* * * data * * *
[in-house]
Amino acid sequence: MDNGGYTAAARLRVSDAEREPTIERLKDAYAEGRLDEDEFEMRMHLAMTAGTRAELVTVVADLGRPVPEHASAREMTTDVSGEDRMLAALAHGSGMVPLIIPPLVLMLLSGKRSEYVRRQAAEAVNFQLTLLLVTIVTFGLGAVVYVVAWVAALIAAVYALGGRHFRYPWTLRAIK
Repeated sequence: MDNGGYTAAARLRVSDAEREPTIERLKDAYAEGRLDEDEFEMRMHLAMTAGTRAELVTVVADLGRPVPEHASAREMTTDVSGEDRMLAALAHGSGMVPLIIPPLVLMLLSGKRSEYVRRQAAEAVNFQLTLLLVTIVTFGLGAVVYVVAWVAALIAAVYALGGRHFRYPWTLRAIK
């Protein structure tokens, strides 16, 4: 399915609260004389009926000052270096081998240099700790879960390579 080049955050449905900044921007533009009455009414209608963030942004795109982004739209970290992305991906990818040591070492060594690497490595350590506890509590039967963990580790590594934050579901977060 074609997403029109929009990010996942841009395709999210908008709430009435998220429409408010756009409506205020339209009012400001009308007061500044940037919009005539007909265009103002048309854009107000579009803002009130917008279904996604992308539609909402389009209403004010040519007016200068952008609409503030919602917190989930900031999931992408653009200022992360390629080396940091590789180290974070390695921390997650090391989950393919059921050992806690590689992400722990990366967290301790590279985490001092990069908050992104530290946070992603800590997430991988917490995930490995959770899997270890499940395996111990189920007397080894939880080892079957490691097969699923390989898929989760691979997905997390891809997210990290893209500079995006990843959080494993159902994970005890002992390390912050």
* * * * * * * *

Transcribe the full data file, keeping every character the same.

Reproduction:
[in-house]
Amino acid sequence: MDNGGYTAAARLRVSDAEREPTIERLKDAYAEGRLDEDEFEMRMHLAMTAGTRAELVTVVADLGRPVPEHASAREMTTDVSGEDRMLAALAHGSGMVPLIIPPLVLMLLSGKRSEYVRRQAAEAVNFQLTLLLVTIVTFGLGAVVYVVAWVAALIAAVYALGGRHFRYPWTLRAIK
Repeated sequence: MDNGGYTAAARLRVSDAEREPTIERLKDAYAEGRLDEDEFEMRMHLAMTAGTRAELVTVVADLGRPVPEHASAREMTTDVSGEDRMLAALAHGSGMVPLIIPPLVLMLLSGKRSEYVRRQAAEAVNFQLTLLLVTIVTFGLGAVVYVVAWVAALIAAVYALGGRHFRYPWTLRAIK
């Protein structure tokens, strides 16, 4: 399915609260004389009926000052270096081998240099700790879960390579 080049955050449905900044921007533009009455009414209608963030942004795109982004739209970290992305991906990818040591070492060594690497490595350590506890509590039967963990580790590594934050579901977060 074609997403029109929009990010996942841009395709999210908008709430009435998220429409408010756009409506205020339209009012400001009308007061500044940037919009005539007909265009103002048309854009107000579009803002009130917008279904996604992308539609909402389009209403004010040519007016200068952008609409503030919602917190989930900031999931992408653009200022992360390629080396940091590789180290974070390695921390997650090391989950393919059921050992806690590689992400722990990366967290301790590279985490001092990069908050992104530290946070992603800590997430991988917490995930490995959770899997270890499940395996111990189920007397080894939880080892079957490691097969699923390989898929989760691979997905997390891809997210990290893209500079995006990843959080494993159902994970005890002992390390912050």